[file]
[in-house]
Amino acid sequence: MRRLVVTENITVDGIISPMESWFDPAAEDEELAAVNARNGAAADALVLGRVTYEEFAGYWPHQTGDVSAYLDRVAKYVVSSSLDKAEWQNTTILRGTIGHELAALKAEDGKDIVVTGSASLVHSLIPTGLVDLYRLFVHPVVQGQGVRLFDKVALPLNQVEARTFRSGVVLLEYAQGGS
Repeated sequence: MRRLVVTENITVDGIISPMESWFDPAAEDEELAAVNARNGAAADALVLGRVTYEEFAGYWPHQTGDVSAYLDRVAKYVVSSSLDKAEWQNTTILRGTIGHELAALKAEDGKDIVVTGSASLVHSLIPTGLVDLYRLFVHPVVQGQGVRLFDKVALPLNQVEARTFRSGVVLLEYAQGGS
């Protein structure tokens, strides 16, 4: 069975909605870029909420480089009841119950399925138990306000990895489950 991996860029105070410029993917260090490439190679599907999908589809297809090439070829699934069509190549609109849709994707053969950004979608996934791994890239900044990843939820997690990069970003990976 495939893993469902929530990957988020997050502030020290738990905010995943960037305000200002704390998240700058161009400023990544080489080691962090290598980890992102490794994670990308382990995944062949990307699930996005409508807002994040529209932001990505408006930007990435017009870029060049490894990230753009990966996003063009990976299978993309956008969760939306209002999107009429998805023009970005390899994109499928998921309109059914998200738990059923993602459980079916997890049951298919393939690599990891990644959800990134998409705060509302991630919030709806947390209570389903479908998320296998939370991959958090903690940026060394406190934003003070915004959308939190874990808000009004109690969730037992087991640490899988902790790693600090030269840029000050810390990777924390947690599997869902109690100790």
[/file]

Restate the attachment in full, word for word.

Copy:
[in-house]
Amino acid sequence: MRRLVVTENITVDGIISPMESWFDPAAEDEELAAVNARNGAAADALVLGRVTYEEFAGYWPHQTGDVSAYLDRVAKYVVSSSLDKAEWQNTTILRGTIGHELAALKAEDGKDIVVTGSASLVHSLIPTGLVDLYRLFVHPVVQGQGVRLFDKVALPLNQVEARTFRSGVVLLEYAQGGS
Repeated sequence: MRRLVVTENITVDGIISPMESWFDPAAEDEELAAVNARNGAAADALVLGRVTYEEFAGYWPHQTGDVSAYLDRVAKYVVSSSLDKAEWQNTTILRGTIGHELAALKAEDGKDIVVTGSASLVHSLIPTGLVDLYRLFVHPVVQGQGVRLFDKVALPLNQVEARTFRSGVVLLEYAQGGS
């Protein structure tokens, strides 16, 4: 069975909605870029909420480089009841119950399925138990306000990895489950 991996860029105070410029993917260090490439190679599907999908589809297809090439070829699934069509190549609109849709994707053969950004979608996934791994890239900044990843939820997690990069970003990976 495939893993469902929530990957988020997050502030020290738990905010995943960037305000200002704390998240700058161009400023990544080489080691962090290598980890992102490794994670990308382990995944062949990307699930996005409508807002994040529209932001990505408006930007990435017009870029060049490894990230753009990966996003063009990976299978993309956008969760939306209002999107009429998805023009970005390899994109499928998921309109059914998200738990059923993602459980079916997890049951298919393939690599990891990644959800990134998409705060509302991630919030709806947390209570389903479908998320296998939370991959958090903690940026060394406190934003003070915004959308939190874990808000009004109690969730037992087991640490899988902790790693600090030269840029000050810390990777924390947690599997869902109690100790």